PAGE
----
mixed group of purple and red urchinsA study complementary to the ones above also addresses genetic variability in west-coast sea urchins, specifically, in purple urchins Strongylocentrotus purpuratus in California.  The premise being tested is that a marine species with a large individual reproductive output must realise only a tiny fraction of recruitment of its larval cohort each spawning season.  Thus, recruitment is like a sweepstakes, with chance events determining which adults are ultimately successful in passing on their genotypes.  Two predictions of such a sweepstakes reproductive-success hypothesis are that sea-urchin recruits would contain reduced genetic variation relative to the adult population and that cohorts of sea-urchin recruits would be genetically differentiated.  This is tested by analysing mitochondrial DNA sequences from 283 recently settled S. purpuratus (1-14d old) from 16 recruitment events spanning 7 years and 7 locations in California (32-39 N latitude).  Results, however, indicate that haplotype numbers and diversities show little evidence of reduced genetic variation in the recruits relative to that observed in a previous study of adults.  With respect to the second prediction, the authors note that different cohorts of recruits are in some cases mildly differentiated from each other.  The authors conclude that their data fail to provide convincing support for the sweepstakes reproductive-success hypothesis within the detection limits of their sampling.  Flowers et al. 2002 Evolution 56: 1445.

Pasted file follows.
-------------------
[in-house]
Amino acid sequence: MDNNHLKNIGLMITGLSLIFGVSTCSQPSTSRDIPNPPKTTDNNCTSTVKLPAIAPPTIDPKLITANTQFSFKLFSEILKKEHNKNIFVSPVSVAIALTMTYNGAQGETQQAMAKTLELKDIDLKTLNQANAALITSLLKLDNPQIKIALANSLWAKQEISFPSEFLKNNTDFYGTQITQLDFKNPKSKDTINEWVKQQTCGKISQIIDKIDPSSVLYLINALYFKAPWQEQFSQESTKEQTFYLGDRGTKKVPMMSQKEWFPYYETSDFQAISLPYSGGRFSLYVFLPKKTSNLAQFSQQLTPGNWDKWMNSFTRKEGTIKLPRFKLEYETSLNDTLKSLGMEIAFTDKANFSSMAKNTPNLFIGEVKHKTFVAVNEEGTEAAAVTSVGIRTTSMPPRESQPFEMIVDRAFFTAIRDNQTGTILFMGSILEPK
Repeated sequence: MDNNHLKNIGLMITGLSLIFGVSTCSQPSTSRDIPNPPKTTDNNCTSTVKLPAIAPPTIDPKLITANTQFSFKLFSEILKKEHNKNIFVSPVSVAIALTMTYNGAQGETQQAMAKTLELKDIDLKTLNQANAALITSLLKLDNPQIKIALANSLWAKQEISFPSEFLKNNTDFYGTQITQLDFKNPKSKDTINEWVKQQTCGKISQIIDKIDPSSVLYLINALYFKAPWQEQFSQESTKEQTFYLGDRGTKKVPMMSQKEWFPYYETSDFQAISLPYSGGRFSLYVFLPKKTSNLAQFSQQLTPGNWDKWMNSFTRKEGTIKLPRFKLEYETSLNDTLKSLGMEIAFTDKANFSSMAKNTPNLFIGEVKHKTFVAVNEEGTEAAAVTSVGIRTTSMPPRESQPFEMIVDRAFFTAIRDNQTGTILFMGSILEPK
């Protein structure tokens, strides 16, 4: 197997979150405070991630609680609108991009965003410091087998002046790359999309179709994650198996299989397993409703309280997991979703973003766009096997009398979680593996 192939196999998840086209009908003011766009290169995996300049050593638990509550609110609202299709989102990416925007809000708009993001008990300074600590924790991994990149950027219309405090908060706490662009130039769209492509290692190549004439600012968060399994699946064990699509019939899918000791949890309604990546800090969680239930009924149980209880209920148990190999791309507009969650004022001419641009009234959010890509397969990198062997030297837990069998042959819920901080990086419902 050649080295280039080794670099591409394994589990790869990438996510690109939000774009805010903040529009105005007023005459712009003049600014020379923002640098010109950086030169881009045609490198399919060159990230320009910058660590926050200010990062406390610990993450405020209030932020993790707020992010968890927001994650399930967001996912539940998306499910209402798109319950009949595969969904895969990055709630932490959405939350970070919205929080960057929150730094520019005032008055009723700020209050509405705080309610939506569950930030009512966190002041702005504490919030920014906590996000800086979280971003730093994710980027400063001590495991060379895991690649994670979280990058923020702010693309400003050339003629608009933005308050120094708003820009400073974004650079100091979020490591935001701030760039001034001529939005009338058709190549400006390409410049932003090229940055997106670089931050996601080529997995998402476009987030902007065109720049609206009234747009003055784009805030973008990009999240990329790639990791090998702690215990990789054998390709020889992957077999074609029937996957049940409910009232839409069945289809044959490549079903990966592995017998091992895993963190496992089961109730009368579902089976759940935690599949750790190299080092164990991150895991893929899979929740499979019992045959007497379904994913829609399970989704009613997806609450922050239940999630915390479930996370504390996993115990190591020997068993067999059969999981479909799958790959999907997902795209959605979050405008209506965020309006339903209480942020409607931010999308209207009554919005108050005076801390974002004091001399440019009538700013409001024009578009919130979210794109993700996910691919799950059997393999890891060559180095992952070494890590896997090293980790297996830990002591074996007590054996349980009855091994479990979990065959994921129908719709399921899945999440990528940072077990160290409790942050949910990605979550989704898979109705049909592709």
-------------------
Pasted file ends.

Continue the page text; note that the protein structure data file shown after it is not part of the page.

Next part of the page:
Mixed assemblage of purple,
green, and red sea urchins 0.5X

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Research study 7

cartoon of man viewing a purple urchinRecently, a large consortium of researchers has determined the complete genome of the purple sea-urchin Strongylocentrotus purpuratus.  The genome encodes 23,300 genes, comparable to the number in vertebrates, and these include many genes previously thought to associated exclusively with vertebrates.  The genome provides an evolutionary outgroup for the chordates and yields insights into the evolution of the Deuterostomia.  Additionally, the researchers find sea-urchin homologues for several sensory proteins related to hearing, chemosensation, and vision in vertebrates, which suggest hitherto unknown sensory capabilities in echinoids.  The genetic organisation of the sea-urchin immune system is extraordinarily complex and differs from any animal yet studied.  Many pathways are shared by sea urchins and humans, and the sea-urchin genome includes a large number of gene orthologues for human diseases.  Common patterns of genes in humans and sea urchins cover a surprising diversity of systems including nervous, endocrine, muscle, and skeletal.  Sea Urchin Genome Sequencing Consortium 2006 Science 314: 941.